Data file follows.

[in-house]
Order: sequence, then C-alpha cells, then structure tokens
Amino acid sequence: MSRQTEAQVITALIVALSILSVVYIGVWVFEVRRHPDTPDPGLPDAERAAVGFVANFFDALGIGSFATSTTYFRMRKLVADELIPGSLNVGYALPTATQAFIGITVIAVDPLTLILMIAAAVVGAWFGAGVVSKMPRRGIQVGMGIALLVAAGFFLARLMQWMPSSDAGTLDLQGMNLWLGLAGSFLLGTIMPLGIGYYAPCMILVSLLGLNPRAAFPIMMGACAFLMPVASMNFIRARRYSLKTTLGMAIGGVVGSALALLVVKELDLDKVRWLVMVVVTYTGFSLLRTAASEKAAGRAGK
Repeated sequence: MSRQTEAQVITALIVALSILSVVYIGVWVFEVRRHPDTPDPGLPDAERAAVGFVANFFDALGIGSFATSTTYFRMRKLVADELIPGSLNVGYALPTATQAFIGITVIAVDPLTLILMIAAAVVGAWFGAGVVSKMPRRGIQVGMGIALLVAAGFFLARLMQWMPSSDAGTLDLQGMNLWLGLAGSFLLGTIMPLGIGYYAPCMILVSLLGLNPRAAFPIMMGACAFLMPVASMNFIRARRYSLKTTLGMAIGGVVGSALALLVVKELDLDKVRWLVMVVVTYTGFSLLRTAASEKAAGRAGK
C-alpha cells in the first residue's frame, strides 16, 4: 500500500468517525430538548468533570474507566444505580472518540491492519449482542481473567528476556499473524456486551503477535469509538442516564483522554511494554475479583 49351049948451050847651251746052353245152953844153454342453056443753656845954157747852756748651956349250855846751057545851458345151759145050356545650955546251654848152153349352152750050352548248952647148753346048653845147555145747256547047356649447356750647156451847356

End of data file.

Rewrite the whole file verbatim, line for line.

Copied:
[in-house]
Order: sequence, then C-alpha cells, then structure tokens
Amino acid sequence: MSRQTEAQVITALIVALSILSVVYIGVWVFEVRRHPDTPDPGLPDAERAAVGFVANFFDALGIGSFATSTTYFRMRKLVADELIPGSLNVGYALPTATQAFIGITVIAVDPLTLILMIAAAVVGAWFGAGVVSKMPRRGIQVGMGIALLVAAGFFLARLMQWMPSSDAGTLDLQGMNLWLGLAGSFLLGTIMPLGIGYYAPCMILVSLLGLNPRAAFPIMMGACAFLMPVASMNFIRARRYSLKTTLGMAIGGVVGSALALLVVKELDLDKVRWLVMVVVTYTGFSLLRTAASEKAAGRAGK
Repeated sequence: MSRQTEAQVITALIVALSILSVVYIGVWVFEVRRHPDTPDPGLPDAERAAVGFVANFFDALGIGSFATSTTYFRMRKLVADELIPGSLNVGYALPTATQAFIGITVIAVDPLTLILMIAAAVVGAWFGAGVVSKMPRRGIQVGMGIALLVAAGFFLARLMQWMPSSDAGTLDLQGMNLWLGLAGSFLLGTIMPLGIGYYAPCMILVSLLGLNPRAAFPIMMGACAFLMPVASMNFIRARRYSLKTTLGMAIGGVVGSALALLVVKELDLDKVRWLVMVVVTYTGFSLLRTAASEKAAGRAGK
C-alpha cells in the first residue's frame, strides 16, 4: 500500500468517525430538548468533570474507566444505580472518540491492519449482542481473567528476556499473524456486551503477535469509538442516564483522554511494554475479583 49351049948451050847651251746052353245152953844153454342453056443753656845954157747852756748651956349250855846751057545851458345151759145050356545650955546251654848152153349352152750050352548248952647148753346048653845147555145747256547047356649447356750647156451847356